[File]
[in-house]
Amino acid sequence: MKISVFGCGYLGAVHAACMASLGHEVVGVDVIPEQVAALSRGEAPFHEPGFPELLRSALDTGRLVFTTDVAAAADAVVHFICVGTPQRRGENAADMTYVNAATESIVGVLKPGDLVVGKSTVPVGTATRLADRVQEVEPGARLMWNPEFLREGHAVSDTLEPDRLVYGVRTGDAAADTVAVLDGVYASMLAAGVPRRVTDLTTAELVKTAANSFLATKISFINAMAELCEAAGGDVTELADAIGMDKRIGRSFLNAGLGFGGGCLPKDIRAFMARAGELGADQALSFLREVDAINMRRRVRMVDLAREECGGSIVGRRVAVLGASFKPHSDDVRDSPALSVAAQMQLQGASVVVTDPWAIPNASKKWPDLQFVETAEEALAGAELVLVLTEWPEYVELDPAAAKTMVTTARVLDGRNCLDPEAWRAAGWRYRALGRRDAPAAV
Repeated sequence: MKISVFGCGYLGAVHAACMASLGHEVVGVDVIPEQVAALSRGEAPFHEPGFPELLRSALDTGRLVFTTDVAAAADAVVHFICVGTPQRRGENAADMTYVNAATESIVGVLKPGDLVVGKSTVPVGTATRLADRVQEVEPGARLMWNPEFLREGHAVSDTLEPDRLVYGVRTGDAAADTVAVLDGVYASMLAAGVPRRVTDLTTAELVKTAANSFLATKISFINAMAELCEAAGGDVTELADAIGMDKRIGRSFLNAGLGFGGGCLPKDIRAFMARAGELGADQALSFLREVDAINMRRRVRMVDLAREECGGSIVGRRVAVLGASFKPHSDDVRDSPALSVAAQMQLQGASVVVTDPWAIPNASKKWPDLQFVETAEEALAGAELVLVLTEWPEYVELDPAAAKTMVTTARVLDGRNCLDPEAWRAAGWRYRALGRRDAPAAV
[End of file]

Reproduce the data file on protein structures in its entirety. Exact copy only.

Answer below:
[in-house]
Amino acid sequence: MKISVFGCGYLGAVHAACMASLGHEVVGVDVIPEQVAALSRGEAPFHEPGFPELLRSALDTGRLVFTTDVAAAADAVVHFICVGTPQRRGENAADMTYVNAATESIVGVLKPGDLVVGKSTVPVGTATRLADRVQEVEPGARLMWNPEFLREGHAVSDTLEPDRLVYGVRTGDAAADTVAVLDGVYASMLAAGVPRRVTDLTTAELVKTAANSFLATKISFINAMAELCEAAGGDVTELADAIGMDKRIGRSFLNAGLGFGGGCLPKDIRAFMARAGELGADQALSFLREVDAINMRRRVRMVDLAREECGGSIVGRRVAVLGASFKPHSDDVRDSPALSVAAQMQLQGASVVVTDPWAIPNASKKWPDLQFVETAEEALAGAELVLVLTEWPEYVELDPAAAKTMVTTARVLDGRNCLDPEAWRAAGWRYRALGRRDAPAAV
Repeated sequence: MKISVFGCGYLGAVHAACMASLGHEVVGVDVIPEQVAALSRGEAPFHEPGFPELLRSALDTGRLVFTTDVAAAADAVVHFICVGTPQRRGENAADMTYVNAATESIVGVLKPGDLVVGKSTVPVGTATRLADRVQEVEPGARLMWNPEFLREGHAVSDTLEPDRLVYGVRTGDAAADTVAVLDGVYASMLAAGVPRRVTDLTTAELVKTAANSFLATKISFINAMAELCEAAGGDVTELADAIGMDKRIGRSFLNAGLGFGGGCLPKDIRAFMARAGELGADQALSFLREVDAINMRRRVRMVDLAREECGGSIVGRRVAVLGASFKPHSDDVRDSPALSVAAQMQLQGASVVVTDPWAIPNASKKWPDLQFVETAEEALAGAELVLVLTEWPEYVELDPAAAKTMVTTARVLDGRNCLDPEAWRAAGWRYRALGRRDAPAAV